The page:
• Clarification colposcopy Vulvoscopy

What are dysplasias?

Dysplasias are abnormal changes in the appearance or structure of cells or tissues. These changes may indicate impaired normal development. Dysplasia can occur in various tissues and organs, and the term is often used to describe changes in epithelial tissues that line the outer surfaces of organs and structures in the body. It is important to note that dysplasia does not necessarily mean cancer, but it can be a precancerous condition. This means that dysplastic cells can develop into cancer cells, but it does not necessarily have to happen.

How does dysplasia occur?

Cervical dysplasia is usually caused by an infection with a human papillomavirus (HPV). HPV is a group of viruses that can be transmitted sexually. Some types of HPV have the potential to cause cervical dysplasia and later cervical cancer. It is important to note that not all HPV infections lead to cervical dysplasia, and in many cases the infection clears on its own without any noticeable changes. Regular gynaecological examinations and Pap smears allow early detection of cervical dysplasia, which can enable effective treatment.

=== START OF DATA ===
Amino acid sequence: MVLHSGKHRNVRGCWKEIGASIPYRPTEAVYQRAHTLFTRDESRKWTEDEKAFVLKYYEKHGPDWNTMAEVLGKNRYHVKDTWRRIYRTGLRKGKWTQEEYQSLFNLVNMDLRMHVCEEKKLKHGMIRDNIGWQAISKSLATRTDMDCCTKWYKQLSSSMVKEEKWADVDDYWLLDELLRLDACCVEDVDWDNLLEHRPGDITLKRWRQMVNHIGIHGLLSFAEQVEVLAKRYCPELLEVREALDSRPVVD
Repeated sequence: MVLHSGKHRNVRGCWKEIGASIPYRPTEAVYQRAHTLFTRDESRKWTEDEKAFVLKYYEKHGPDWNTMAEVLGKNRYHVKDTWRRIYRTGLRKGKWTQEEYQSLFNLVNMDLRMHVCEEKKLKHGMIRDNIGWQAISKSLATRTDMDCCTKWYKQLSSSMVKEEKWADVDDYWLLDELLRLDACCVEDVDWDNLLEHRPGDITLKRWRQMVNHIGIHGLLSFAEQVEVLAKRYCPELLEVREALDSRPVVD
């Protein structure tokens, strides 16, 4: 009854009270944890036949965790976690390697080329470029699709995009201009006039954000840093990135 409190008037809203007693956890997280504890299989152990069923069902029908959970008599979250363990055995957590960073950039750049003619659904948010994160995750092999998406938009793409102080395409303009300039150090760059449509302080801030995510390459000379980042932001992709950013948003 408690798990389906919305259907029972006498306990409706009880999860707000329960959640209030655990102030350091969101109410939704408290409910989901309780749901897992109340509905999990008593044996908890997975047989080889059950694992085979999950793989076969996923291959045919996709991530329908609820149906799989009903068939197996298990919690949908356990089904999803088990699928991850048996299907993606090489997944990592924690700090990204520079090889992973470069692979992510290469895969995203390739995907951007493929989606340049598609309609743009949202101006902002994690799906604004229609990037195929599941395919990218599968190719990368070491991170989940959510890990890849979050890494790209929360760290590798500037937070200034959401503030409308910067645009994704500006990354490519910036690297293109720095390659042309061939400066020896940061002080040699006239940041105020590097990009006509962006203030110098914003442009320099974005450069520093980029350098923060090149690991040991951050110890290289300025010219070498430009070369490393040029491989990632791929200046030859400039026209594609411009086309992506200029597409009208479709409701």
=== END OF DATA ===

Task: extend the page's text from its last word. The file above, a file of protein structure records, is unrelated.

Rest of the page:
Therapy options

The diagnosis and management of dysplasia depends on its cause, the tissue involved and the degree of change. In some cases, surveillance may be sufficient, while in other cases interventional treatment may be necessary to eliminate the risk of cancer development. If you have been diagnosed with an abnormality of the cervix, vagina or labia that requires treatment, it can usually be removed gently. We offer all modern treatment methods:

Laser treatment

Precise excision and vaporization of suspicious areas and warts.

Local treatment

Local and medicinal treatment with creams and suppositories.

High-frequency loop removal (LEEP)

Tissue is removed from the cervix using an electric snare under colposcopic guidance.

Hysteroscopy / Resectoscopy / Abrasio

Methods for viewing the inside of the uterus and removing tissue under visual control.

What you bring along

  • A referral from your gynecologist
  • The current cytological findings
  • The health insurance card